London lights up

By Jo Finzi

Get into the Christmas spirit with a visit to London this month. The UK’s capital city is ablaze with Christmas decorations, including the famous Oxford Street/Regent Street display. pictureThis year’s theme is from the new animated film Flushed Away (produced by Dreamworks and Aardman).

The lights were switched on in November by three of the actors whose voices are used in the film - Ian McKellen (Toad), Andy Sirkis (Spike) and Shane Richie (Sid).

Around the tree

Why not start your own celebrations of the season with the lighting of the Christmas tree in Trafalgar Square on 7th December at 5.45pm.

The ceremony will include carols sung by the Choir of St Martin-in-the-Fields and the renowned Norwegian boys choir Solvguttene (Boys of Silver).

Each year since 1947, a Christmas tree has been given to the people of London from the people of Norway in gratitude for Britain’s support for Norway during World War II.

This is the 60th year of the tradition, and the tree will be lit by HRH Crown Princess Mette-Marit of Norway in the presence of HRH Crown Prince Haakon of Norway, the Mayor of Oslo and the Mayor of Westminster.

On 10th December, there’s the crib dedication ceremony. It starts with a torch-lit procession that assembles on the steps of St Martin-in-the-Fields, to the north-east of the square, at 5.20pm. It then proceeds into Trafalgar Square led by the Salvation Army Band with the Choir and Clergy of St Martin-in-the-Fields and the Bishop of London, the Rt Revd Richard Chartres.

The crib is provided by the Vicar of St Martin-in-the-Fields, and is erected on the west side of the Square. This year’s crib has been designed by Tomoaki Suzuki, with figures inspired by people and cultures from around the world.

A torch-lit procession will assemble on the steps of St Martin-in-the-Fields, to the north-east of the square, at 5.20pm and then proceed into the square. It will be led by the Salvation Army Band with the Choir and Clergy of St Martin-in-the-Fields and the Bishop of London, the Right Rev’d Richard Chartres.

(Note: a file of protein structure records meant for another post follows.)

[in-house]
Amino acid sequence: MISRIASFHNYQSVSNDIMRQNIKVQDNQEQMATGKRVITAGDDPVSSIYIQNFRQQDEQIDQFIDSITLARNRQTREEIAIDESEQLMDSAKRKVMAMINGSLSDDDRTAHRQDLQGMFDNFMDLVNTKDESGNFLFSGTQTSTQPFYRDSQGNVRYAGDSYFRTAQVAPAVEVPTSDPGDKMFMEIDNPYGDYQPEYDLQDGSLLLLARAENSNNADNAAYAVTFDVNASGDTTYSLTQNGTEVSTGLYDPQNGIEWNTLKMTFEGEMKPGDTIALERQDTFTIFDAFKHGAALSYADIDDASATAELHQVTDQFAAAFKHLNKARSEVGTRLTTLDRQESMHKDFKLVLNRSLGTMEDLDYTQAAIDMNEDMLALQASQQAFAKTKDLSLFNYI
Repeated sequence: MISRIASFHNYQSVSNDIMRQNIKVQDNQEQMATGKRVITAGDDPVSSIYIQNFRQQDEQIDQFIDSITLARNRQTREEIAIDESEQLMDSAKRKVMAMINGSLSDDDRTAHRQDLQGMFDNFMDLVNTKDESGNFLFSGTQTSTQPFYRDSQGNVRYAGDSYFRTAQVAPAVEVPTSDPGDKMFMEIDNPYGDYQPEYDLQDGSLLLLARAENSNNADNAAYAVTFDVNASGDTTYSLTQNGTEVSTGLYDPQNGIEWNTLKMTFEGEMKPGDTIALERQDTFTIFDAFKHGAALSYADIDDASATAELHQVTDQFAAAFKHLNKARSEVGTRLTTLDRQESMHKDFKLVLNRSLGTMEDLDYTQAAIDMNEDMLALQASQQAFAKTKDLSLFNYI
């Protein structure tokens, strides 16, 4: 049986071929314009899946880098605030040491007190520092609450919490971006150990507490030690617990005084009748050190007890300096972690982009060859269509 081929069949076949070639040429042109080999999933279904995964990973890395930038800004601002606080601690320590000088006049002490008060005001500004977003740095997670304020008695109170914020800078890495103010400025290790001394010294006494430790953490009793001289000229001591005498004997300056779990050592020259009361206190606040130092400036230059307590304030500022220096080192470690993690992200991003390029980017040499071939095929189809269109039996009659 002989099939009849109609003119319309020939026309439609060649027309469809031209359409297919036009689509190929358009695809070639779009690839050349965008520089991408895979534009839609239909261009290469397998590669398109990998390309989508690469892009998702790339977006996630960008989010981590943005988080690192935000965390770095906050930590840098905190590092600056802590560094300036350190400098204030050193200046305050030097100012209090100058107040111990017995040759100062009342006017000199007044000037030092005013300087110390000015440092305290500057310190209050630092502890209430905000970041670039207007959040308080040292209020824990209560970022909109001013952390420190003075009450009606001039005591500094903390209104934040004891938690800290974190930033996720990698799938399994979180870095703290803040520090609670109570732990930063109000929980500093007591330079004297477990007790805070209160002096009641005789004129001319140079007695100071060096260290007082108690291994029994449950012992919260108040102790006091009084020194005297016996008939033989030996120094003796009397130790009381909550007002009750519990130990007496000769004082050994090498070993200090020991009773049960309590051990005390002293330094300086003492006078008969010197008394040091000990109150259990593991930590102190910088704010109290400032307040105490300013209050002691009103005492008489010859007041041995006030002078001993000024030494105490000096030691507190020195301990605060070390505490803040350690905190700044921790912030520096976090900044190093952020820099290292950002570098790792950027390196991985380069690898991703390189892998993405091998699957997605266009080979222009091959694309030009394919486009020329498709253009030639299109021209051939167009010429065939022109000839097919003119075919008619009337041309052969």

After the ceremony, the tree provides a central focus for a programme of carol-singing in the Square in December. Many different choirs take part every day from 11th to 23rd, singing to raise money for good causes. pictureThe tree itself is usually a Norwegian spruce (Picea abies) over 20 metres high and 50-60 years old. It is selected from the forests surrounding Oslo with great care several months, even years, in advance. The Norwegian foresters who look after it describe it fondly as “the queen of the forest”.

The tree is felled in November during a ceremony in which the Lord Mayor of Westminster, the British ambassador to Norway and the Mayor of Oslo participate. It is brought to the UK by sea, then completes its journey by truck.

A specialist rigging team erects it using a hydraulic crane and it ‘s then decorated in traditional Norwegian fashion, with vertical strings of lights - energy-efficient light bulbs are used.

The tree remains in Trafalgar Square until 6th January, the Twelfth Night of Christmas, when it is taken down for recycling. The tree is chipped and composted, to make mulch.

Swan dance

There’s always something worthwhile on the London theatre scene, but one show not to be missed is Matthew Bourne’s hugely popular and award-winning Swan Lake.

Following a sell-out tour, the show returns to Sadler’s Wells for a six-week run from 13th December to 21st January.

Bourne and his New Adventures company have found fame both in the UK and on Broadway with this re-interpretation of one of ballet’s best-loved tales. With an all-male cast of swans, the story is transformed into a thrilling, daring and contemporary performance, with extravagant designs by Lez Brotherston.

Bourne “has a genius for storytelling, and achievement that can never be overestimated when the body is his only narrative instrument. This is an absorbing drama, a satire, a horror story a thriller and life-enhancing theatre,” says Anne Sacks from London’s Evening Standard.

See more by visiting pictureIce dream

Here’s your chance to see some of the capital’s greatest sites while getting into the Christmas spirit with a spot of ice skating.

London’s seasonal ice rinks are now in a dozen venues across the city, from Hampstead to Hampton court. Go to for more information on each venue.

Dream Days advert